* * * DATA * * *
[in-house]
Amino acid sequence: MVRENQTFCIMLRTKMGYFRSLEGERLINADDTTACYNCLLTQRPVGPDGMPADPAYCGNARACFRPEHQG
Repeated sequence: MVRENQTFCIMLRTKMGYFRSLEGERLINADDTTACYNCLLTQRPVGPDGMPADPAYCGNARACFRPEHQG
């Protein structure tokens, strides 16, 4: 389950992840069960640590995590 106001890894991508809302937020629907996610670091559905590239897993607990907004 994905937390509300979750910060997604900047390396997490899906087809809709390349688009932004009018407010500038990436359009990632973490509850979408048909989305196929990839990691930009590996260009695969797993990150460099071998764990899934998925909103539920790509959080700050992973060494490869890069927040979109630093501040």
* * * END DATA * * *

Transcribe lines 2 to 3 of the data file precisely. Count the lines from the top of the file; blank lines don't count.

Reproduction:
Amino acid sequence: MVRENQTFCIMLRTKMGYFRSLEGERLINADDTTACYNCLLTQRPVGPDGMPADPAYCGNARACFRPEHQG
Repeated sequence: MVRENQTFCIMLRTKMGYFRSLEGERLINADDTTACYNCLLTQRPVGPDGMPADPAYCGNARACFRPEHQG